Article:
What I've noticed is the instant gratification. People like the pizzaguy. It's not like the pizzaguy comes unannounced, or that the customer waits for their pizza without knowing what they're getting. A customer calls the pizzaplace, makes their order, and then is told that anticipatory statement: The pizza will be there in ## minutes.
So they wait. Some days, I take the order, make all the food, and deliver it myself. On others, I don't even know what's in the heat-safe bag when I head out the door. Either way, I'm the only one the customer actually sees, actually meets in person.
By the time I do arrive, the customer has been waiting. It's been a predefined time, so they're usually not anxious or upset over waiting. They know it's coming, and they know someone will be at their door soon.
Delivery of an order always gets a pleasant 'thank you,' and usually a tip. Each time I deliver, it's an ego boost: the customer was expecing it to happen, and when it does they are grateful.
Their gratitude extends outward as well. The pizza delivery driver can park pretty much wherever they like (without blocking traffic), they can walk into most places unaccosted ('I'm supposed to go to the 4th floor conference room!'), and everyone holds doors open. When you walk into a bar wearing a pizza shirt and carrying an order, you're the most loved person in the place. They might not have been the one to order, but they remember: they remember how they didn't have to do anything but place a call, and their food was brought to them, wherever they happen to be. I've delivered to offices, machine shops, bars, hotels -- the customers count on the fact that their food will find it's way to them, without fail.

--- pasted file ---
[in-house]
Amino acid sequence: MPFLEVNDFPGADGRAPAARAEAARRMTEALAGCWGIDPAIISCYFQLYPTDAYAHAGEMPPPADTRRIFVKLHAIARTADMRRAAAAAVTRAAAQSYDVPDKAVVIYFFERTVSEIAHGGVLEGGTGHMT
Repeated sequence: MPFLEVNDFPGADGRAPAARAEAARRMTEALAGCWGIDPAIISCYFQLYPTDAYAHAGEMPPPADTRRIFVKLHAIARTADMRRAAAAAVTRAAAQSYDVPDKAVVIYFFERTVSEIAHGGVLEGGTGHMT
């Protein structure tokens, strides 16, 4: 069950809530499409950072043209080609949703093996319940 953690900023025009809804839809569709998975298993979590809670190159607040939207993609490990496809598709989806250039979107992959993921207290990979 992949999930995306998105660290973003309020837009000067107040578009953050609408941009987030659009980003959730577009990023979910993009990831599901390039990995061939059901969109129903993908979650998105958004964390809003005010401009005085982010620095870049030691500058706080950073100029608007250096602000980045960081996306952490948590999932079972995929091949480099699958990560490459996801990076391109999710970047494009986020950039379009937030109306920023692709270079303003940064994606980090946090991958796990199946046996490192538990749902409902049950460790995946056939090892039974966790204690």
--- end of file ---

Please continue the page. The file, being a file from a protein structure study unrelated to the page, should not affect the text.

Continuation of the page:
Delivering pizza isn't rewarding just because of tips or service to the community. It's because society has an elevated place for delivery drivers: They want something, they ask for it, and it's given to them. What could be better than that? It makes them happy, and they show it to the pizzaguy.
When I lived in a small house that was in a rural area, we had a dog that had free run of the front yard. (well, technically she was in a fenced yard on the side of the house, which she would swiftly climb and end up in the front yard.) When we would order pizza, I would specify on the phone... "Tell the delivery person to stick the pizza box out of the car FIRST. then step out of the car. The dog will recognize this person as THE PIZZA GUY and she won't try to act threatening. It worked every time, as long as they actually listened to me.
--pero , 9/6/2004 14:16:36
Can I get a large pepperoni, black olive, artichoke, and shrimp for delivery, please? Delivery time, 4 hours? Sure, no problem!
--David Vaiyne, 9/10/2004 11:47:36
pero: smart dog! He knows better than to interfere when dinner arrives ;) Mr. Vaiyne: You're in Delivery Zone 835, so your delivery fee is $163 on that $14 pizza. Is that OK?
--Derek, 9/10/2004 14:47:15
I've always thought that an interesting way to raise money for a cause would be to hold a Local Street Knowledge Bowl. You'd have teams competing to show that they knew the streets of their town the best (and maybe quickest). Organizations would put forth their most savvy worker: taxi drivers/dispatchers, pizza deliverers, firemen, policemen, ambulance companies all vying to name the most obscure allies of the town, streets so short they only have one house on them.
--busmun, 9/10/2004 22:08:21
The worst street weirdness we have here is the use of 'north' and 'south'...the town is divided along Main Avenue and streets are named either 'north' or 'south' (3rd street N, 5th ave S), but there's culdesacs named 'north' and 'south' based on relation to each other. So, North Woodcrest is north of South Woodcrest; South Woodcrest is north of North Terrace; North Terrace is north of South Terrace, which is North of 1st Avenue South. It's unfortunate when you see 'South Woodcrest', and start heading to the south end of town, because it's northeast of our pizza shop. I know where most things are, but we've got a wall-sized map in the back for accuracy :)
--Derek, 9/11/2004 17:34:48